These Lancashire bus lanes are set to be enforced by cameras

A series of bus lanes across Lancashire are set to be enforced by cameras in an attempt to improve compliance with the restrictions.

Friday, 11th June 2021, 1:44 pm
Updated Friday, 11th June 2021, 2:10 pm

Eight established bus-only routes across Burnley, Accrington and Lancaster will be monitored by the technology after plans were approved by Lancashire County Council’s cabinet.

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New traffic orders have been issued to ensure that the introduction of the cameras meets the necessary traffic sign regulations.

Cameras will soon be watching over bus-only routes like this right-hand turn on King Street in Accrington (image: Google)

Shaun Turner, who holds the newly-created environment and climate change portfolio at the authority, said it was vital to “encourage rapid bus journeys if we want to attract people to use public transport”.

His highways and transport cabinet colleague Charlie Edwards said that the bus network was a primary source of “greener travel” across the county, which the authority was keen to support “as much as we possibly can”.

A report presented to members stated: “The implementation of camera enforcement will facilitate efficient bus service operation, ensure that the bus lane restrictions are respected and allow them to fulfil the purpose for which they were designed.”

WHERE ARE THE CAMERAS GOING?

These are the bus lane routes where camera enforcement can now be introduced:

ACCRINGTON

***King Street – small section preventing right turn beneath the viaduct.

***Whalley Street – between Burnley Road and Peel Street.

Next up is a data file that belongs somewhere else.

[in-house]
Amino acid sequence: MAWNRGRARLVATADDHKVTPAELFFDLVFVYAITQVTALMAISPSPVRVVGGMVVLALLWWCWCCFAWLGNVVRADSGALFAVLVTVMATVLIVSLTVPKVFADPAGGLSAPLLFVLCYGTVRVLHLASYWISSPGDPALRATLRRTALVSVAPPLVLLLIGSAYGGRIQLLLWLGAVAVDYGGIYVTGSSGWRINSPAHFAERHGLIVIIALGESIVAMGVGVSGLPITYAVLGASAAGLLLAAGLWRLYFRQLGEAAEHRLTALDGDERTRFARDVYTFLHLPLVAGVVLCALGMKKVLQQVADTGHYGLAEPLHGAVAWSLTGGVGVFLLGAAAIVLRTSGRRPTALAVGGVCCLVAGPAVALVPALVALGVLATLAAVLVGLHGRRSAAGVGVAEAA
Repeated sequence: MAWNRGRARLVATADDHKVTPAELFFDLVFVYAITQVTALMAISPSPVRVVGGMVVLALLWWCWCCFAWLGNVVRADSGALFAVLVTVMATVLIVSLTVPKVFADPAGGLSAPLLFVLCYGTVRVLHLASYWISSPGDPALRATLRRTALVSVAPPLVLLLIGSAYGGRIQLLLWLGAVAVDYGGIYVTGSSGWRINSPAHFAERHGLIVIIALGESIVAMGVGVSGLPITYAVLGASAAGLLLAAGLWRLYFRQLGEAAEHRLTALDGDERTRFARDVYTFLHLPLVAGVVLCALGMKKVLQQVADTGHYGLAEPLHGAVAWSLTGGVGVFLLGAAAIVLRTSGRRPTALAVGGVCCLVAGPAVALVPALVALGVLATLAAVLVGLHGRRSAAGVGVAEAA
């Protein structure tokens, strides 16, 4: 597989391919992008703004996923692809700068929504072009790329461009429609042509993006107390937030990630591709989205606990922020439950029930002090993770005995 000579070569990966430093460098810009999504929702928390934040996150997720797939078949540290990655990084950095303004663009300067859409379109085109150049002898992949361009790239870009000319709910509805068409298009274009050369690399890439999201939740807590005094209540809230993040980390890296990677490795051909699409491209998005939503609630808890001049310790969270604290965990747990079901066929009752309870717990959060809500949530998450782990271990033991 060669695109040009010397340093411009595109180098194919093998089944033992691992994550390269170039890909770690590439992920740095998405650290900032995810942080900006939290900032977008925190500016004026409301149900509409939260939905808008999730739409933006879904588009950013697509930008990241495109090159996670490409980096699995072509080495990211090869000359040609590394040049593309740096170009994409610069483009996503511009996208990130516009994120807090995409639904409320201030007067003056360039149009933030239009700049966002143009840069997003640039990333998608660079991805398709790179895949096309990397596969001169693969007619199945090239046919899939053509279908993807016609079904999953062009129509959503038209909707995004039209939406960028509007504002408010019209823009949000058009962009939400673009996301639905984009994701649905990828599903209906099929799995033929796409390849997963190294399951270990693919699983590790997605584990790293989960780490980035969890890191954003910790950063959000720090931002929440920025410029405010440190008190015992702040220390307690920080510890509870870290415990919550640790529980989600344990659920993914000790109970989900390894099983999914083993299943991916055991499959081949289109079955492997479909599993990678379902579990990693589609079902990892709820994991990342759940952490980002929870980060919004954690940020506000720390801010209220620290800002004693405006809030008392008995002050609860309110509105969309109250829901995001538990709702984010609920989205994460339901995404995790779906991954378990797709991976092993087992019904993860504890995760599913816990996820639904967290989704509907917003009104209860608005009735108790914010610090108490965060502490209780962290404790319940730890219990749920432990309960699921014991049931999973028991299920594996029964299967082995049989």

BURNLEY

***A671 Padiham Road – eastbound from just before the junction with Mitchell Street to the roundabout

***Westway – westbound from just past the Accrington Road junction to close to the roundabout junction with Barracks Road.

***Church Street - between Active Way and School Lane

LANCASTER

***North Road – between Damside Street and Rosemary Lane/Chapel Street

An exemption will also be introduced for cycles and authorised vehicles, with the latter intended to allow entry for the purpose of loading/unloading to premises situated on, or adjacent to, North Road between Chapel Street and Damside Street along with vehicles accessing the service area at the rear of properties on Rosemary Lane, Church Street and North Road.

However, “authorised vehicles” are defined as those which have been given permission by the council, in writing, to access the route for the purpose outlined above. The new arrangement will replace the general “except for access” exemption currently in operation.

Taxis are already permitted to use the route and will continue to be so.

***Wood Street – between Cable Street and Damside Street

***Around the bus station concourse

BUS GATE PROPOSAL RUNS OUT OF ROAD

An initial plan to introduce an official camera-enforced “bus gate” on Chapel Street between the entrance to the car park and Butterfield Street was scrapped when it emerged that a planned development will close off access to Chapel Street from Butterfield Street – thereby removing the only alternative route to allow access to properties south of the proposed restriction.

It had been intended that the bus gate would have a defined exemption for authorised vehicles that would have to register in order to use the route. This was deemed easier to enforce than the current “prohibition of driving” notice which has a more general “except for access” exemption and is open to abuse by drivers taking a short cut through the city centre.

This would have replaced the current Prohibition of Driving except for buses and access. The current restriction is difficult to enforce due to the nature of the ‘except for access’ exemption. The new bus gate would replace ‘except for access’ with a provision of ‘except for authorised vehicles’.

However, the complications caused by the development means that the current restrictions will remain in place, with monitoring undertaken to determine how widely they are being flouted and consideration of what were described simply as “different methods of enforcement”.